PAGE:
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TBY talks to Muneer Al-Sahli, GM of the Agricultural Development Fund (ADF), on the reaction to the COVID-19 pandemic, food security, and Saudi Vision 2030.

​In what ways was the fund able to support its clients during the pandemic to ensure the continuation of agricultural activities and to contribute to the food security of Saudi Arabia?

During this pandemic, ADF announced it was launching three initiatives with an allocation of SAR2.5 billion in line with other National Development Fund subsidiaries to ensure the continuation for agricultural activities and to contribute toward food security in Saudi Arabia. To ensure ample food supply to the Kingdom, ADF introduced the Funding Import of Agricultural Products for the Food Security Strategy, with an allocation of SAR2 billion in a combination of direct and indirect loans through commercial banks. This funding would assist companies with imports to meet the food security demand on essential crops such as rice, sugar, soybean, and corn. ADF also took proactive measures by allocating SAR150 million for loan rescheduling to assist SMEs and ease their burden in meeting their monthly repayments. ADF also allocated SAR300 million for working capital loans to assist specialized projects in ensuring the sustainability of their projects. This initiative also aims to save jobs and ensure the sustainability of food supplies. This initiative comes within the framework of the urgent initiatives approved by the Saudi government to address the impact of COVID-19 and mitigate the economic impact on the private sector and its economic activities, and in line with the Saudi Arabia's National Development Fund (NDF) declarations.

How has your outlook on food security changed during the pandemic?
Measures put in place to prevent or slow the spread of COVID-19 are disrupting the functioning of food supply chains. Limits on the mobility of people across borders and lockdowns are contributing to food shortages despite solid supplies of staple crops and favorable production crops. The Food Security Strategy, which was the result of institutional work that the Ministry of Environment, Water, and Agriculture (MEWA) started more than four years ago following the food crisis in Saudi Arabia in 2008, is reaping its fruits during the current crisis. With the cooperation of MEWA and the enablers from both private sectors and government-related companies such as SALIC and SAGO, ADF and other institutions have been working more aggressively to raise production and improve marketing efficiency. In light of COVID-19, ensuring that the food system is more sustainable and resilient is now an even more urgent priority. MEWA has begun refining the strategies in recent years to combine more targeted overseas investments with the development of technology-backed production at home, particularly for vegetables, fruit, and fish to ensure self-sustainability without affecting scarce natural resources such as water. The consistent supplies of the targeted crops and sensitive crops have become top priority. Emphasis has also been placed on strengthening the logistics and value chain through various program to ensure these crops reach consumers. In addition, MEWA has also built up strategic food reserves and invested in mills, logistics, and production facilities. To further improve this, MEWA and the relevant agencies will need to step up in terms of: financing local and external production and the supply chain; the funding of the agricultural sector to support sustainable rural agricultural development and crop composition according to the relative competitive advantage of the regions; and encouraging the use of modern techniques and practices to conserve natural resources and improve agricultural productivity through distinctive partnerships with cooperatives, the private sector, and research centers. Today, the Kingdom has one of the largest storage capacities in the Middle East for wheat and flour, with more than 3.3 million tons. The Kingdom possess trustworthy food supply chains capable of daily production that can satisfy consumers even at international standards.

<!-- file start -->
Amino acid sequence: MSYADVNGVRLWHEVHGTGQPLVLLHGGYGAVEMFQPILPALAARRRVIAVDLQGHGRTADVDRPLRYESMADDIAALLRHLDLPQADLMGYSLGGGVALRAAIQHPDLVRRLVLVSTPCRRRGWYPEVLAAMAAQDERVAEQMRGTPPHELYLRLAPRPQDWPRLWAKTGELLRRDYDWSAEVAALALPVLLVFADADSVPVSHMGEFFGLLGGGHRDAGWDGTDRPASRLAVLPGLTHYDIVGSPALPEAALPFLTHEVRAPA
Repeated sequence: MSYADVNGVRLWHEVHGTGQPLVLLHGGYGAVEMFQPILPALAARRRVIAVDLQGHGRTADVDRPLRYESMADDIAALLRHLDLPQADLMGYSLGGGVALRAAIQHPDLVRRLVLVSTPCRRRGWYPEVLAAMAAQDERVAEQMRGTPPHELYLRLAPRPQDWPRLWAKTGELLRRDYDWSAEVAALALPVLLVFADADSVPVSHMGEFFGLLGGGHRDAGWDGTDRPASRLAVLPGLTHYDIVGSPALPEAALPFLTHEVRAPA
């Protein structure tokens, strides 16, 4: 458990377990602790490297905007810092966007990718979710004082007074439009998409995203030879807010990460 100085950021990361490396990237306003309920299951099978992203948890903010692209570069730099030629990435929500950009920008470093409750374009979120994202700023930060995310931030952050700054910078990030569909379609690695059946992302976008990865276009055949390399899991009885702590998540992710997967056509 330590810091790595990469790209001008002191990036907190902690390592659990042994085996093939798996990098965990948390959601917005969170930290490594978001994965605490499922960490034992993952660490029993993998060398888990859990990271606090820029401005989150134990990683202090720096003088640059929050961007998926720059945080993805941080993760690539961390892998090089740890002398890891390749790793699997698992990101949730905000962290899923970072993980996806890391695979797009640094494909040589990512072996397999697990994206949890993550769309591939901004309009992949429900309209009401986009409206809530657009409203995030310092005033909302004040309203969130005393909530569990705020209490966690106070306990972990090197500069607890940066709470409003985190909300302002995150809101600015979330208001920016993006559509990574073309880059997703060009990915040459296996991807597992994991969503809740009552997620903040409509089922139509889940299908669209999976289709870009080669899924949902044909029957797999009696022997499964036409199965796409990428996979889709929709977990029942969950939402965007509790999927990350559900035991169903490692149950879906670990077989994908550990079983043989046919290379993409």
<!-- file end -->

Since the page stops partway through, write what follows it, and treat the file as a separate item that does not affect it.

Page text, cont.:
How is the ADF positioning itself in regard to Saudi Vision 2030 goals?